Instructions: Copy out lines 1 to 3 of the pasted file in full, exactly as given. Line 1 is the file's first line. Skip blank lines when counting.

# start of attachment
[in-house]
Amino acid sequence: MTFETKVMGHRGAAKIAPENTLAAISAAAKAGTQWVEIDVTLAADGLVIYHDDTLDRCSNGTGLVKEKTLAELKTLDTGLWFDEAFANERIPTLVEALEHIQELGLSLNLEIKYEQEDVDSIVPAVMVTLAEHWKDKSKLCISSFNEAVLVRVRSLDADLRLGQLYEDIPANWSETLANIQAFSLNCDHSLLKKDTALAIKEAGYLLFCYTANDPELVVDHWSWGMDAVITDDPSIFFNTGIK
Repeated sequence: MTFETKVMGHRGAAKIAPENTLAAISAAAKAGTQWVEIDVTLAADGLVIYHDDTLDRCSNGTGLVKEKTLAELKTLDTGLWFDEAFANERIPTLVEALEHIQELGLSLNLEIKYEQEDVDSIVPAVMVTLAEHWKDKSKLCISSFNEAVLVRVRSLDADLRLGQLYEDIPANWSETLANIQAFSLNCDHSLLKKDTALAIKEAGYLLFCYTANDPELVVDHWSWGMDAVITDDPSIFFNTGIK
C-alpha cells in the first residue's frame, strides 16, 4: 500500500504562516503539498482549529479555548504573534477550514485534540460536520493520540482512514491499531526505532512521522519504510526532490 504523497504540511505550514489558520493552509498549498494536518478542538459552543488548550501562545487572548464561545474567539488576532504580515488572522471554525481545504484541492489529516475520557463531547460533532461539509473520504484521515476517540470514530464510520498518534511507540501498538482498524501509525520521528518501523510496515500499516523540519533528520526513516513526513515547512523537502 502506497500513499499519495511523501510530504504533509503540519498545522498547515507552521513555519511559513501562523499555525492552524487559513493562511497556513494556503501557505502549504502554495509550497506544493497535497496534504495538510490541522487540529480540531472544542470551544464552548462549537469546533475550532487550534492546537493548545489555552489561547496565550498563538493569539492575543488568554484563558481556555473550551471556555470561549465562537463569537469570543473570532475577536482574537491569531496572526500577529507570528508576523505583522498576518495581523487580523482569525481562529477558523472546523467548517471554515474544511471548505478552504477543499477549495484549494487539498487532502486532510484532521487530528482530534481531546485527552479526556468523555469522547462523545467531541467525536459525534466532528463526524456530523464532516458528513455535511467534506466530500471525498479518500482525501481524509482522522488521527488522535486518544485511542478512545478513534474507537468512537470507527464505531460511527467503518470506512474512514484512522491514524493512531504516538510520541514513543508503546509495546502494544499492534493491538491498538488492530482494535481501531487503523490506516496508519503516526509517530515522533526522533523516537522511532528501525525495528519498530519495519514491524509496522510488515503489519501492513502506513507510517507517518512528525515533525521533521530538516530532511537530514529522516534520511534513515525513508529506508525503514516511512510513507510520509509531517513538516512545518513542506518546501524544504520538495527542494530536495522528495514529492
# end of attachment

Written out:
[in-house]
Amino acid sequence: MTFETKVMGHRGAAKIAPENTLAAISAAAKAGTQWVEIDVTLAADGLVIYHDDTLDRCSNGTGLVKEKTLAELKTLDTGLWFDEAFANERIPTLVEALEHIQELGLSLNLEIKYEQEDVDSIVPAVMVTLAEHWKDKSKLCISSFNEAVLVRVRSLDADLRLGQLYEDIPANWSETLANIQAFSLNCDHSLLKKDTALAIKEAGYLLFCYTANDPELVVDHWSWGMDAVITDDPSIFFNTGIK
Repeated sequence: MTFETKVMGHRGAAKIAPENTLAAISAAAKAGTQWVEIDVTLAADGLVIYHDDTLDRCSNGTGLVKEKTLAELKTLDTGLWFDEAFANERIPTLVEALEHIQELGLSLNLEIKYEQEDVDSIVPAVMVTLAEHWKDKSKLCISSFNEAVLVRVRSLDADLRLGQLYEDIPANWSETLANIQAFSLNCDHSLLKKDTALAIKEAGYLLFCYTANDPELVVDHWSWGMDAVITDDPSIFFNTGIK